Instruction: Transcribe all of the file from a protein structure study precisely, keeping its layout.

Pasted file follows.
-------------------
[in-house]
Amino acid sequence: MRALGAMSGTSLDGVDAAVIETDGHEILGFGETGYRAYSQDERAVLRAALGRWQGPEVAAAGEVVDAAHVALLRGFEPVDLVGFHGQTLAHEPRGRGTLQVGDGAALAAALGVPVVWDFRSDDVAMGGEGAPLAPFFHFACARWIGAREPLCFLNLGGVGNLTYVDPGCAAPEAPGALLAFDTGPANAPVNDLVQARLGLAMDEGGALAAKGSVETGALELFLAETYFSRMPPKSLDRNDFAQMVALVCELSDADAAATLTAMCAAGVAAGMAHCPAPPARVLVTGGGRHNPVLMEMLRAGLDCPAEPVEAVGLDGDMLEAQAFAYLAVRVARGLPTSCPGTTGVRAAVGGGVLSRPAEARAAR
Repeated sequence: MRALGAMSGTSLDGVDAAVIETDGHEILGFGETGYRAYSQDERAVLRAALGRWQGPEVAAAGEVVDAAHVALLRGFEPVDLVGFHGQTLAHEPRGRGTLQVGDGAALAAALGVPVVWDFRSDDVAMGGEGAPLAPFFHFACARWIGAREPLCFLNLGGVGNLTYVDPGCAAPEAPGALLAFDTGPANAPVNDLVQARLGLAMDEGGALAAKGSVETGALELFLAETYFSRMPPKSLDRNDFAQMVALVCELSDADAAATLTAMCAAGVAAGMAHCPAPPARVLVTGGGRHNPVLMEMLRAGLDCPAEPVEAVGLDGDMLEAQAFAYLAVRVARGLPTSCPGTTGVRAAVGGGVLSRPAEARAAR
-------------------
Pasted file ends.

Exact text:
[in-house]
Amino acid sequence: MRALGAMSGTSLDGVDAAVIETDGHEILGFGETGYRAYSQDERAVLRAALGRWQGPEVAAAGEVVDAAHVALLRGFEPVDLVGFHGQTLAHEPRGRGTLQVGDGAALAAALGVPVVWDFRSDDVAMGGEGAPLAPFFHFACARWIGAREPLCFLNLGGVGNLTYVDPGCAAPEAPGALLAFDTGPANAPVNDLVQARLGLAMDEGGALAAKGSVETGALELFLAETYFSRMPPKSLDRNDFAQMVALVCELSDADAAATLTAMCAAGVAAGMAHCPAPPARVLVTGGGRHNPVLMEMLRAGLDCPAEPVEAVGLDGDMLEAQAFAYLAVRVARGLPTSCPGTTGVRAAVGGGVLSRPAEARAAR
Repeated sequence: MRALGAMSGTSLDGVDAAVIETDGHEILGFGETGYRAYSQDERAVLRAALGRWQGPEVAAAGEVVDAAHVALLRGFEPVDLVGFHGQTLAHEPRGRGTLQVGDGAALAAALGVPVVWDFRSDDVAMGGEGAPLAPFFHFACARWIGAREPLCFLNLGGVGNLTYVDPGCAAPEAPGALLAFDTGPANAPVNDLVQARLGLAMDEGGALAAKGSVETGALELFLAETYFSRMPPKSLDRNDFAQMVALVCELSDADAAATLTAMCAAGVAAGMAHCPAPPARVLVTGGGRHNPVLMEMLRAGLDCPAEPVEAVGLDGDMLEAQAFAYLAVRVARGLPTSCPGTTGVRAAVGGGVLSRPAEARAAR